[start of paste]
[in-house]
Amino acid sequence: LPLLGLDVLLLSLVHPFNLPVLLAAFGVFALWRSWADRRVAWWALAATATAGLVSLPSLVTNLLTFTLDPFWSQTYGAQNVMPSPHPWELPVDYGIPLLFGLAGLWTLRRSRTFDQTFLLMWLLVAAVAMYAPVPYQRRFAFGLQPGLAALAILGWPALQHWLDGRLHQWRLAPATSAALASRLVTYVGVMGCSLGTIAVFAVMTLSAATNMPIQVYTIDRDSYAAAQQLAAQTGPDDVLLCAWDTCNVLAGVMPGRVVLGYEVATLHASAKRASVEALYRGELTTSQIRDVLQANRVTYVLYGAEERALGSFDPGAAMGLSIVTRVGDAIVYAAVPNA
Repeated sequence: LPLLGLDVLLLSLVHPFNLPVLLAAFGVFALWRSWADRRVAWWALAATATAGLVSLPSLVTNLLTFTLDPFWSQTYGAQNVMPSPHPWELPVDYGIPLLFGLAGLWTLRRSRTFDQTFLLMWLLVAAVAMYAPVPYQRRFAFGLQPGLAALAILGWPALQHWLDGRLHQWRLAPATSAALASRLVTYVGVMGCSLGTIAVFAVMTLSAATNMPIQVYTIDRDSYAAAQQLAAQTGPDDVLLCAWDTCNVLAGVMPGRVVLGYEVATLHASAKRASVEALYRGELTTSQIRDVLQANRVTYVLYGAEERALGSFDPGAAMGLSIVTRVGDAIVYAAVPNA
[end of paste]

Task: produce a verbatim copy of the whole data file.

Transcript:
[in-house]
Amino acid sequence: LPLLGLDVLLLSLVHPFNLPVLLAAFGVFALWRSWADRRVAWWALAATATAGLVSLPSLVTNLLTFTLDPFWSQTYGAQNVMPSPHPWELPVDYGIPLLFGLAGLWTLRRSRTFDQTFLLMWLLVAAVAMYAPVPYQRRFAFGLQPGLAALAILGWPALQHWLDGRLHQWRLAPATSAALASRLVTYVGVMGCSLGTIAVFAVMTLSAATNMPIQVYTIDRDSYAAAQQLAAQTGPDDVLLCAWDTCNVLAGVMPGRVVLGYEVATLHASAKRASVEALYRGELTTSQIRDVLQANRVTYVLYGAEERALGSFDPGAAMGLSIVTRVGDAIVYAAVPNA
Repeated sequence: LPLLGLDVLLLSLVHPFNLPVLLAAFGVFALWRSWADRRVAWWALAATATAGLVSLPSLVTNLLTFTLDPFWSQTYGAQNVMPSPHPWELPVDYGIPLLFGLAGLWTLRRSRTFDQTFLLMWLLVAAVAMYAPVPYQRRFAFGLQPGLAALAILGWPALQHWLDGRLHQWRLAPATSAALASRLVTYVGVMGCSLGTIAVFAVMTLSAATNMPIQVYTIDRDSYAAAQQLAAQTGPDDVLLCAWDTCNVLAGVMPGRVVLGYEVATLHASAKRASVEALYRGELTTSQIRDVLQANRVTYVLYGAEERALGSFDPGAAMGLSIVTRVGDAIVYAAVPNA